War of the Rebellion: Serial 019 Page 0541 Chapter XXV. CORRESPONDENCE, ETC.-UNION.

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CAIRO, ILL., August 6, 1862-7 p.m.

Major-General HALLECK, General-in-Chief:

The Navy has abandoned Vicksburg, and the fleet of Commodore Davis has united with my force at Helena. This leaves the Arkansas again in the power of the enemy's gunboats, and may allow Hindman to finish his conscription. Commodore Davis is here. He concurs with me in the ability of our gunboats to go up White River, but such a move is inexpedient while the enemy seems to have power to command the mouth of the river. You perceive a wagon movement (which, as your ordered, I immediately commenced) can only extend to White River. It will probably return. Our Missouri friend erroneously apprehended the advance of Price. Your order, I infer, was given supposing our fleet held the mouth of the Arkansas and White Rivers, and that gunboats could not go up the White River, both of which facts do not now exist. To go to Little Rock you perceive is not necessary,and I do assure you, with my train at this season of the year, it is not immediately possible.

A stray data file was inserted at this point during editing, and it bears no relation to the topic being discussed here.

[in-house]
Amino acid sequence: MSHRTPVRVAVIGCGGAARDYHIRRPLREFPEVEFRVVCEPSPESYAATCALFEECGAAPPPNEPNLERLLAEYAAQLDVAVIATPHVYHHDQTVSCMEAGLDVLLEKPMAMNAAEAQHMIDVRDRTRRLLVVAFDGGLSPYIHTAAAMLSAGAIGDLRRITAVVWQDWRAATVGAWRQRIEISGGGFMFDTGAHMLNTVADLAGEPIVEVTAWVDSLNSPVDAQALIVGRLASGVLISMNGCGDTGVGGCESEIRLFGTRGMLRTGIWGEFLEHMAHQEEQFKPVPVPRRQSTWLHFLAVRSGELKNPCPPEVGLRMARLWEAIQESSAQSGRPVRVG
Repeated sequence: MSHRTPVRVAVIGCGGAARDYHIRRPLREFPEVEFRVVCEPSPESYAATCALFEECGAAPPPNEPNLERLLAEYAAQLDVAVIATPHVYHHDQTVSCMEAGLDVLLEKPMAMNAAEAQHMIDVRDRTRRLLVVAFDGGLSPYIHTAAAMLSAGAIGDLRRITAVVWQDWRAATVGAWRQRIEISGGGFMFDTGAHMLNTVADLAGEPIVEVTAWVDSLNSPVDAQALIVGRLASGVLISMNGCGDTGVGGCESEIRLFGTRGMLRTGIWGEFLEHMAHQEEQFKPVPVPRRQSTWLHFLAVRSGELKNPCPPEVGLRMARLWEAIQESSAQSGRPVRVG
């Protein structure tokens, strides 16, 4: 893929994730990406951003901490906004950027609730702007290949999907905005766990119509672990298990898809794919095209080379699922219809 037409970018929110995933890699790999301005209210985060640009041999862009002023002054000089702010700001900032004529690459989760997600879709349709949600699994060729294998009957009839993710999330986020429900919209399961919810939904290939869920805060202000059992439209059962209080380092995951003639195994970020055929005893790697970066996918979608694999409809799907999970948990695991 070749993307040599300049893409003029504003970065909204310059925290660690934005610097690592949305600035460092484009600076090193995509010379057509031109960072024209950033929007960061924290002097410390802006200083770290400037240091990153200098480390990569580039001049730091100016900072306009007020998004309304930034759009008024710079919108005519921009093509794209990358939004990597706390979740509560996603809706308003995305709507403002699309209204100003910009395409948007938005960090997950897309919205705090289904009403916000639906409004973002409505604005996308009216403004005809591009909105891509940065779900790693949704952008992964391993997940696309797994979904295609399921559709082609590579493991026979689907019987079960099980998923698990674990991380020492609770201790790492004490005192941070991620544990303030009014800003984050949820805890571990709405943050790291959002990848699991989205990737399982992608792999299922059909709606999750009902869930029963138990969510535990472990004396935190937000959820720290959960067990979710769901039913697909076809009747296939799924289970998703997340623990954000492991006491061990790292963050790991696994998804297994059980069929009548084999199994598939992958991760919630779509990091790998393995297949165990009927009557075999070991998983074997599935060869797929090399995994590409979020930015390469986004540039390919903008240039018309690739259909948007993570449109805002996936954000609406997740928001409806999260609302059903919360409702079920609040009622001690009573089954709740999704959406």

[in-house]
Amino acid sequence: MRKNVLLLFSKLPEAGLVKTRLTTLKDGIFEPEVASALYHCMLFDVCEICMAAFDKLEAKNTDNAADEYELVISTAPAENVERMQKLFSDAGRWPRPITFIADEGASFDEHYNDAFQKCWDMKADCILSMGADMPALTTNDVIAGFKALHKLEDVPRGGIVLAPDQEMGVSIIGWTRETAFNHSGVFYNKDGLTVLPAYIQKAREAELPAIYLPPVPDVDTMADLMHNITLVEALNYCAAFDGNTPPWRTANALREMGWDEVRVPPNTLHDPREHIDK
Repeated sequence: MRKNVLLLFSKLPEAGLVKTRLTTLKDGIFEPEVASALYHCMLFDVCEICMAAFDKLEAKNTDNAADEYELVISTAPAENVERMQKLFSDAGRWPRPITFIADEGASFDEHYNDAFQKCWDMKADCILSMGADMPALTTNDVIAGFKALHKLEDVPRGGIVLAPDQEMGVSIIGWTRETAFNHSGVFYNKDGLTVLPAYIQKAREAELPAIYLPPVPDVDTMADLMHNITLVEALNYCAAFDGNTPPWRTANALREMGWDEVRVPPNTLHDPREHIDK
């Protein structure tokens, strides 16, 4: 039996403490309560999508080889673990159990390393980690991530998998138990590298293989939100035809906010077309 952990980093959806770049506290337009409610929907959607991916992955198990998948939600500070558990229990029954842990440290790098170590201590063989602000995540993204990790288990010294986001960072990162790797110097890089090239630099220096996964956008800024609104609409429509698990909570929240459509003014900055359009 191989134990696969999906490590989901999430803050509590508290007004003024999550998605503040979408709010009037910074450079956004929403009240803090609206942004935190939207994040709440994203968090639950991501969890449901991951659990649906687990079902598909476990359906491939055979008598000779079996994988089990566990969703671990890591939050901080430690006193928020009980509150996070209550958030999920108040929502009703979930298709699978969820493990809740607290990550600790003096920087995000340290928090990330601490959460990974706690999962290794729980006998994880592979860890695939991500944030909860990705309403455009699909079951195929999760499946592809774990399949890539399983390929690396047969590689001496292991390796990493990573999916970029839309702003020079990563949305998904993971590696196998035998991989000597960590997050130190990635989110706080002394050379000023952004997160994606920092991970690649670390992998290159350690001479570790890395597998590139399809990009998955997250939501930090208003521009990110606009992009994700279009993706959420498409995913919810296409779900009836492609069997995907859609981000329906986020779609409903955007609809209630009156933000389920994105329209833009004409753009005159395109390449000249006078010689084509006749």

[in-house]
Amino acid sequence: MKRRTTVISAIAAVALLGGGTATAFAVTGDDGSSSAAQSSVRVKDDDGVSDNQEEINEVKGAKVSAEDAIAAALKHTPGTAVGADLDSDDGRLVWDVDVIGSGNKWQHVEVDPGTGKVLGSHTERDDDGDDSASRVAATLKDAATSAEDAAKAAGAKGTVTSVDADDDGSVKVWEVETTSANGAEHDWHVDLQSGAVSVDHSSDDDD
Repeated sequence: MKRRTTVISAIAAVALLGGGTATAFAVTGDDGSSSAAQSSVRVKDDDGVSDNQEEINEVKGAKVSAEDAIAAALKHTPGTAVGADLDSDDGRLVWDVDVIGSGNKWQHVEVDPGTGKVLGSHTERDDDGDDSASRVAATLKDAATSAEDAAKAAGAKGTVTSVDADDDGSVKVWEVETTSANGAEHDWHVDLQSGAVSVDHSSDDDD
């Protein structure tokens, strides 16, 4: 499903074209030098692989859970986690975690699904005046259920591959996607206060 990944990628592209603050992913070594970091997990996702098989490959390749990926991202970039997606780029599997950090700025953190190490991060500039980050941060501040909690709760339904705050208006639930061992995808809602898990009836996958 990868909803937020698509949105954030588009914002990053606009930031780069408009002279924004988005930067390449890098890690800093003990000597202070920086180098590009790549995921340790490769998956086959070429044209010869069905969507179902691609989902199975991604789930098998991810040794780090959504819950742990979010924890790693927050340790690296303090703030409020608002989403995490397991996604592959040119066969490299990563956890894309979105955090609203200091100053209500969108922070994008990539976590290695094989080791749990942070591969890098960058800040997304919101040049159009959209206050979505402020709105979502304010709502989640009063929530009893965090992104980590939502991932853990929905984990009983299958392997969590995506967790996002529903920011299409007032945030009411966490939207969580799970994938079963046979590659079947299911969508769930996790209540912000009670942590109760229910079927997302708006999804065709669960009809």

To explain. Forage is quite exhausted. Wagons need horses and horses need shoes; all which I am trying to remedy as fast as possible. But the clearing of the Mississippi seems a first necessity, for when I leave the river with most of my force the gunboats, I think, will not keep the river open, and my supplies will be immediately cut off,as the supplies to the gunboats at Vicksburg were cut off. Opening the Mississippi is therefore a condition precedent. If my requisition for boats had been met by the quartermaster, instead of delaying to disprove what I know to be a fact in regard to White River navigation, concurred with me in the necessity of establishing our power on the river and before we depart beyond supporting distance of the fleet, which does not feel safe without our co-operation.

In any and all ways, however, we are your obedient and faithful soldiers.

SAML. R. CURTIS,

Major-General.

SPRINGFIELD, August 6, 1862.

Brigadier General JOHN M. SCHOFIELD, Saint Louis:

I am glad to hear arms are coming. I have given, as a general rule,